HRV baseball suffers first loss vs. Bruins

Hood River Valley High School varsity baseball’s run of offensive ascendancy came to an abrupt halt Tuesday in a sluggish 4-2 loss against Barlow. The home game brought the Bruins, now 1-2 on the season, to HRVHS for a cold afternoon at Traner Field following three blowout victories for the Eagles.

Starting senior pitcher Ty Bofferding went the distance on the mound, tallying four strikeouts and 22 first-pitch strikes while giving up eight hits in seven innings.

Both teams were scoreless for the first three innings. HRV third baseman Kellan Duffy gets credit for fast hands and solid defense to close the second inning with an off-balance backhand snag and across-the-field throw and a leaping snow-cone snag to close out the third.

Barlow put two runs on the board in the fourth in a rally highlighted by a stand-up triple and a sacrifice grounder that got the Bruins on their feet in the dugout. HRV answered in the fourth with some hitting of their own, but for the second time in the game were denied scoring position by getting thrown out trying to steal second base.

The Bruins scored two more in the fifth in a two-out rally that challenged Bofferding’s consistency and brought coach Erich Harjo and catcher Kyle Beam to the mound for a quick conversation. Bofferding held tough and closed out the inning with men on base, thanks in large part to two full-sprint snags by right fielder Aaron Perez.

Heads-up plays in the sixth inning by Beam, Alex Jiminez and Kam Walker saved HRV from further damage after Barlow opened the inning with hits that put runners on first and second. The Eagles finally got on the board in the bottom of the same inning with a rally started by a lead-off double by Ryan Colesar, who stole third the following play to get into scoring position. Beam knocked Colesar in with a fly to left center for the RBI.

Bofferding closed out the Barlow’s final inning with little incident, giving the Eagles one final chance to make a comeback as foul weather started blowing in from the west. Duffy got the team fired up with a walk-off home run over the center field fence that surprised even him. Luke Kopecky followed with a line drive single and Walker was nicked by a pitch to get on base. Chances for the comeback were quickly much more tangible after Perez laid down a textbook sacrifice bunt to advance runners to second and third with two outs.

Barlow pitcher Cameron Hawkins tallied his sixth strikeout in three innings to end the game.


The Eagles were scheduled to host Summit High School Thursday but changed at the last minute and traveled to play the Storm on its home turf in Bend. Hood River bounced back from Tuesday’s loss with an 8-3 win. (Details in the March 27 Hood River News.)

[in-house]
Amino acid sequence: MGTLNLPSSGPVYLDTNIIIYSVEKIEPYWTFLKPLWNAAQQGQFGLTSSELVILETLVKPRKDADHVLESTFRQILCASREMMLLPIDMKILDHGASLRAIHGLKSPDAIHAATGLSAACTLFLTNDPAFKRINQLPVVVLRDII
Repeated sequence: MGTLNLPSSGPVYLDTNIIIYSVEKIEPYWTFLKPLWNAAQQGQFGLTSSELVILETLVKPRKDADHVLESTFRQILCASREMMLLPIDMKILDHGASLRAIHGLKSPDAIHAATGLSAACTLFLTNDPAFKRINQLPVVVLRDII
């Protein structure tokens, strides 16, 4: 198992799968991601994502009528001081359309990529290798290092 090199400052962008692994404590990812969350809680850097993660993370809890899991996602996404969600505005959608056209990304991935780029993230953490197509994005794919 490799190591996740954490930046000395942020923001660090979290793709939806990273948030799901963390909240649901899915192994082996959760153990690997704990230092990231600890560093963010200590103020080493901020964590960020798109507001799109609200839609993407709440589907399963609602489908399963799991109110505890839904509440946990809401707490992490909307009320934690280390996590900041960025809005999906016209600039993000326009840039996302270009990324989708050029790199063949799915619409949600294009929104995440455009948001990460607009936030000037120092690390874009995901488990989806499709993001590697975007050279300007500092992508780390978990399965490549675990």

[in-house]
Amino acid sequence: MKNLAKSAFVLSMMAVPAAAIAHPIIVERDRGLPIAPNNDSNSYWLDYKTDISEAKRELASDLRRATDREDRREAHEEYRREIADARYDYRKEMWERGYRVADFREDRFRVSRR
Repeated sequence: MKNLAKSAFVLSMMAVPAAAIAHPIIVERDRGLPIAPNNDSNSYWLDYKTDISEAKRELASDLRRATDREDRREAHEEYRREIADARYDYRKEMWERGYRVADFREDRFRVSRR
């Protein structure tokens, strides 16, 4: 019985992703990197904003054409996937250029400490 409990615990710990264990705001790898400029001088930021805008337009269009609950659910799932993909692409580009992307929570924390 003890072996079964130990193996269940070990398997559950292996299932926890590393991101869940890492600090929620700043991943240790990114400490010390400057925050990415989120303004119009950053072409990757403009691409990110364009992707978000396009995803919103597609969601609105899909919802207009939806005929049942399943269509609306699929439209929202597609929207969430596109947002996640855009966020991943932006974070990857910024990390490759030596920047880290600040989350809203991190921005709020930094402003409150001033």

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Parkdale third graders sing "12 Disaster Days of Christmas"

Welcome to your sing-able Christmas gift list. What follows is an emergency rendition of “12 Days of Christmas” – for outfitting your home or car in case of snow storm, earthquake, flood or other emergency. Read it as a simple list, or sing it to the tune of “12 Days” – you know, as in “ … and a partridge in a pear tree…” Not to make light of it, but the song is a familiar framework for a set of gift ideas that you could consider gathering together, even if the recipient already owns items such as a bunch of coats, tire chains and flashlights. Stores throughout the Gorge are stocked up on all these items. Buying all 12 days might be prohibitive, but here are three ideas for checking any of the dozen off your list (notations follow, 1-12.) The gift items needed to stay warm, dry and safe are also coded to suggest items in your abode (A) in your car (C) or both (B). 12 Gallons of Water (A) 11 Family meals (B) 10 Cans of propane (A) 9 Hygiene bags (B) 8 Packs of batteries (A) 7 Spare coats (B) 6 Bright red flares (C) 5 Cozy blankets (B) 4 Tire chains (C) 3 Flashlights (B) 2 cell phone chargers (B) 1 And a crush-proof first aid kit (B) Price ranges? Here’s a few quotes for days Three, Two, Four and Nine: n A family gift of flashlights (three will run $15-30, Hood River Supply, Tum-A-Lum) n Cell phone chargers (two will run $30-60) n Tire chains (basic set, $30, Les Schwab, returnable if unused for the winter) n Family meals ($100 or so should cover the basics for three or four reasonably well-fed days) n The home kit should be kept in a handy place near an exit, and remember that water needs to be replenished every few months. If you have a solid first aid kit already, switch out the gift idea with “and-a-sto-o-u-t- tub-for it-all …” Otherwise, it’s a case of assembling your home or car kits and making sure all members of the family know what the resources are and how to use them (ie flares and propane). Emergency situations are at worst life-threatening, at best deeply uncomfortable if you and your family are left without power for an extended period, or traveling and find yourself in a situation where you need to wait out a storm, lengthy traffic delay, or other crisis. Notes on the 12 gift ideas: 12 – Gallons of water: that’s one per person in a four-member family to last for three days, the recommended minimum to be prepared for utility outages. 11 – Easy-open packaged goods, energy bars, dried food and nuts are good things to include for nutrition. Think of what your family of four needs for three days to stay fortified and hydrated (see number 12). Can-opener also recommended 10 – If you have a propane camping stove, keep extra fuel handy. 9 – Hygiene bags: put packaged moistened towelettes, toilet paper, and plastic ties in large garbage bags (for personal sanitation) Resource list courtesy of Hood River County Emergency Management, Barbara Ayers, manager/ 541-386-1213. The county also reminds residents to Get a Kit, Make A Plan to connect your family if separated, and Stay Informed. See to opt-in for citizen alerts. Enlarge